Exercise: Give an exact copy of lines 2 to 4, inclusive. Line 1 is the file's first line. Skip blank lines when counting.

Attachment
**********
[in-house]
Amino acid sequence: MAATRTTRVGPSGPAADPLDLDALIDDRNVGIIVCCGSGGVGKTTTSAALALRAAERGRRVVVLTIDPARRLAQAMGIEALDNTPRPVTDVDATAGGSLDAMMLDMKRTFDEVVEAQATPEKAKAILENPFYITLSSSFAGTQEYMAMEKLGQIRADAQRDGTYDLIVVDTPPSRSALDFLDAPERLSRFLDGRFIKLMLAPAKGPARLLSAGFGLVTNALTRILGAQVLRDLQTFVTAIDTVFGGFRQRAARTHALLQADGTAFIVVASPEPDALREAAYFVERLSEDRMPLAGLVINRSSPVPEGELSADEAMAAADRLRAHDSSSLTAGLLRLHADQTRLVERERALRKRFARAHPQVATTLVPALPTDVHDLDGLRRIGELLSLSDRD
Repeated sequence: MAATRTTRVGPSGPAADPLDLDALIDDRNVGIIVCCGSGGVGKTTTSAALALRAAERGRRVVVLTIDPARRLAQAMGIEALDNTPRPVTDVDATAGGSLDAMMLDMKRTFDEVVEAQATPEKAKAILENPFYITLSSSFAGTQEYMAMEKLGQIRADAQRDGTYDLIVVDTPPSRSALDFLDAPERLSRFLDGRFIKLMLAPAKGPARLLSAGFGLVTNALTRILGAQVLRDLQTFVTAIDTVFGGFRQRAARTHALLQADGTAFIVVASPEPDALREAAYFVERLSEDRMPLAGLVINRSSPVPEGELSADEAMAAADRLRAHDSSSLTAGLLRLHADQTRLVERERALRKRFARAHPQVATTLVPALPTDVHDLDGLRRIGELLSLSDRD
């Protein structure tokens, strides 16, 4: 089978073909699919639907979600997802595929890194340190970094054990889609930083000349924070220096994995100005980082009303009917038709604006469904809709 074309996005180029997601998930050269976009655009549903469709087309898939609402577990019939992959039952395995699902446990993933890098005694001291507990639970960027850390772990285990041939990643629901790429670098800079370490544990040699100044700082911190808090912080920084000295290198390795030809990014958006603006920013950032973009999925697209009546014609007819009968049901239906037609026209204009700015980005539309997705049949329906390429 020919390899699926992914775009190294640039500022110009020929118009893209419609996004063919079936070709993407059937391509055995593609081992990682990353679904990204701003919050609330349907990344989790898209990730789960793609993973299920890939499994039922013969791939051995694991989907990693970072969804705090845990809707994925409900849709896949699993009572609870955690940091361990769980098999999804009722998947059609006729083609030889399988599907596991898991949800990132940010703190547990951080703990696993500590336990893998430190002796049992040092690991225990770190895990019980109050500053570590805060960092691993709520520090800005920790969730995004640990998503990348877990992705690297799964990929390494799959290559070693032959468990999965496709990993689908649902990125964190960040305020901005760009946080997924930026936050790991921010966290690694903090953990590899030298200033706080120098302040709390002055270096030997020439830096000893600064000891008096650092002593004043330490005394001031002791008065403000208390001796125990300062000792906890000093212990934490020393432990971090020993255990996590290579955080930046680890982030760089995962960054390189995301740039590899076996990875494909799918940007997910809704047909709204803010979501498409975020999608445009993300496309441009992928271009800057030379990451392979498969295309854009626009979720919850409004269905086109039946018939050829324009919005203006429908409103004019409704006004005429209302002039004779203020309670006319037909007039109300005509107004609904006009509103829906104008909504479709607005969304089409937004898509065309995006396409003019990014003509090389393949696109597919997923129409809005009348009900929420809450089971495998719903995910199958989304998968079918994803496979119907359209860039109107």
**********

Amino acid sequence: MAATRTTRVGPSGPAADPLDLDALIDDRNVGIIVCCGSGGVGKTTTSAALALRAAERGRRVVVLTIDPARRLAQAMGIEALDNTPRPVTDVDATAGGSLDAMMLDMKRTFDEVVEAQATPEKAKAILENPFYITLSSSFAGTQEYMAMEKLGQIRADAQRDGTYDLIVVDTPPSRSALDFLDAPERLSRFLDGRFIKLMLAPAKGPARLLSAGFGLVTNALTRILGAQVLRDLQTFVTAIDTVFGGFRQRAARTHALLQADGTAFIVVASPEPDALREAAYFVERLSEDRMPLAGLVINRSSPVPEGELSADEAMAAADRLRAHDSSSLTAGLLRLHADQTRLVERERALRKRFARAHPQVATTLVPALPTDVHDLDGLRRIGELLSLSDRD
Repeated sequence: MAATRTTRVGPSGPAADPLDLDALIDDRNVGIIVCCGSGGVGKTTTSAALALRAAERGRRVVVLTIDPARRLAQAMGIEALDNTPRPVTDVDATAGGSLDAMMLDMKRTFDEVVEAQATPEKAKAILENPFYITLSSSFAGTQEYMAMEKLGQIRADAQRDGTYDLIVVDTPPSRSALDFLDAPERLSRFLDGRFIKLMLAPAKGPARLLSAGFGLVTNALTRILGAQVLRDLQTFVTAIDTVFGGFRQRAARTHALLQADGTAFIVVASPEPDALREAAYFVERLSEDRMPLAGLVINRSSPVPEGELSADEAMAAADRLRAHDSSSLTAGLLRLHADQTRLVERERALRKRFARAHPQVATTLVPALPTDVHDLDGLRRIGELLSLSDRD
């Protein structure tokens, strides 16, 4: 089978073909699919639907979600997802595929890194340190970094054990889609930083000349924070220096994995100005980082009303009917038709604006469904809709 074309996005180029997601998930050269976009655009549903469709087309898939609402577990019939992959039952395995699902446990993933890098005694001291507990639970960027850390772990285990041939990643629901790429670098800079370490544990040699100044700082911190808090912080920084000295290198390795030809990014958006603006920013950032973009999925697209009546014609007819009968049901239906037609026209204009700015980005539309997705049949329906390429 020919390899699926992914775009190294640039500022110009020929118009893209419609996004063919079936070709993407059937391509055995593609081992990682990353679904990204701003919050609330349907990344989790898209990730789960793609993973299920890939499994039922013969791939051995694991989907990693970072969804705090845990809707994925409900849709896949699993009572609870955690940091361990769980098999999804009722998947059609006729083609030889399988599907596991898991949800990132940010703190547990951080703990696993500590336990893998430190002796049992040092690991225990770190895990019980109050500053570590805060960092691993709520520090800005920790969730995004640990998503990348877990992705690297799964990929390494799959290559070693032959468990999965496709990993689908649902990125964190960040305020901005760009946080997924930026936050790991921010966290690694903090953990590899030298200033706080120098302040709390002055270096030997020439830096000893600064000891008096650092002593004043330490005394001031002791008065403000208390001796125990300062000792906890000093212990934490020393432990971090020993255990996590290579955080930046680890982030760089995962960054390189995301740039590899076996990875494909799918940007997910809704047909709204803010979501498409975020999608445009993300496309441009992928271009800057030379990451392979498969295309854009626009979720919850409004269905086109039946018939050829324009919005203006429908409103004019409704006004005429209302002039004779203020309670006319037909007039109300005509107004609904006009509103829906104008909504479709607005969304089409937004898509065309995006396409003019990014003509090389393949696109597919997923129409809005009348009900929420809450089971495998719903995910199958989304998968079918994803496979119907359209860039109107």